The suburb of Phillip Bay is located on the south east of Randwick City and is bounded by Matraville and Chifley to the north, Port Botany to the west, La Perouse to the south and Little Bay to the east. The suburb includes the open space area of Yarra Bay, Bicentennial Park and the historic Yarra Bay House.
The residential land is primarily low density with areas allowing villas, townhouses etc located to the west of La Perouse High School and in the south of the suburb. Approximately 80.3 per cent of all private dwellings in Phillip Bay are separate houses, significantly higher than the Randwick City average (28 per cent). Phillip Bay has a low proportion of semi-detached housing, 6.4 per cent compared with the Randwick City average (15 per cent). The suburb provides a generally low density residential environment, but does include a number of residential flat buildings (one- to three-storey), which account for approximately 7.7 per cent of housing in Phillip Bay (compared with 48 per cent average for Randwick City).
Bus services operate along Anzac Parade and Bunnerong Road. These bus services are the only form of public transport available to the suburb.
Phillip Bay is one of smallest suburbs in Randwick City and includes large foreshore areas and open space. The population has a slightly higher proportion of children and young people and older adults, with significantly fewer 20 to 35 year olds.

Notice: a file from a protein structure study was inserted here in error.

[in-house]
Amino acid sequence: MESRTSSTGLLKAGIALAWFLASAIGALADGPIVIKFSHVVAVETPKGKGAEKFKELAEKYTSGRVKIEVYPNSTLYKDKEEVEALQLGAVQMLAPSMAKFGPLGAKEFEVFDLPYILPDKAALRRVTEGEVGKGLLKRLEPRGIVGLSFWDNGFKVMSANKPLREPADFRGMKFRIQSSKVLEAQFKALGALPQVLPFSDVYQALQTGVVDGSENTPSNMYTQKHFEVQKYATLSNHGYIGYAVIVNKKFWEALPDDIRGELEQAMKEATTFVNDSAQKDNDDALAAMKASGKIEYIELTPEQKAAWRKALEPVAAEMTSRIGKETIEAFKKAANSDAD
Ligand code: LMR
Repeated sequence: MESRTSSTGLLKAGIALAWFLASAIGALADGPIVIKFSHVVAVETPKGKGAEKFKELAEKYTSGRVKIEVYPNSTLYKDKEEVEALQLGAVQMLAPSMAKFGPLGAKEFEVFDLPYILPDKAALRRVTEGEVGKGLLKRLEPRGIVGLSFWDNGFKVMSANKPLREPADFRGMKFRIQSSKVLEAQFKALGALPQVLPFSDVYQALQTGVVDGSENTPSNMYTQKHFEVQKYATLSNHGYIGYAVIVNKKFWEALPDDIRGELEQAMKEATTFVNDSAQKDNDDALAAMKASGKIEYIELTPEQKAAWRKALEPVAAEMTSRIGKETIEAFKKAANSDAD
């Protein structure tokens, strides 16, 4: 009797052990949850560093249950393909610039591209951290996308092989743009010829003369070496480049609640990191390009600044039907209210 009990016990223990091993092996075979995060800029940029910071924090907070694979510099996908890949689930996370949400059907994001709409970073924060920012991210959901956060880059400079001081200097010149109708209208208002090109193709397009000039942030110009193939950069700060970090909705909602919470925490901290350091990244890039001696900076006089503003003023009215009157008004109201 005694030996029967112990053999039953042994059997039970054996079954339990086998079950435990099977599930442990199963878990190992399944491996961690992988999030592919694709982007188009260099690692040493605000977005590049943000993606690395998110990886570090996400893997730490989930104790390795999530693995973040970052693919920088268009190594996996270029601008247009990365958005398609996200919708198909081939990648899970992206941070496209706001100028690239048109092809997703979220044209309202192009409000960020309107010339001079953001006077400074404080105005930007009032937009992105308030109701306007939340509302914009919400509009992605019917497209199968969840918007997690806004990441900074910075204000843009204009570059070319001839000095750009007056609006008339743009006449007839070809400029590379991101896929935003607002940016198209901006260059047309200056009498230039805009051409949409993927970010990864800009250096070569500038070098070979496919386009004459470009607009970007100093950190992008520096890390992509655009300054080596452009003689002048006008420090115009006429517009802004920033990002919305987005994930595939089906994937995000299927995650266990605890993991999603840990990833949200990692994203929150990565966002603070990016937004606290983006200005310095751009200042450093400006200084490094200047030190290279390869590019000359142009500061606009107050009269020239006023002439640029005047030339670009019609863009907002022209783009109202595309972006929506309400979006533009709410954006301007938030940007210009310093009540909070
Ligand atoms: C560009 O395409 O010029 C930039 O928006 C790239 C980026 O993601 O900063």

History of Phillip Bay
Aboriginal people were the first to live at Phillip Bay and La Perouse and their presence was recorded by Europeans in 1812 by a French expedition. In 1883 a camp was established under the Aborigines Protection Board. Through time the settlement was run by a variety of church and welfare groups. At the end of the 1920's the reserve was moved back from the unstable sand to around the Elaroo Avenue area. The area is now owned by Aboriginal people, as is Yarra Bay house and the headland between Frenchmans and Yarra Bay.
To Europeans, the area around La Perouse developed, as many seaside suburbs did, through outdoor pastimes and weekend visitors, especially after the tramline was built in around 1900. In the Depression of the 1920s and 1930s, the area was home to many unemployed people who built makeshift houses there; to the north there was the mostly white Happy Valley and Hill 60 and to the south Frog Hollow which mostly housed Aborigines.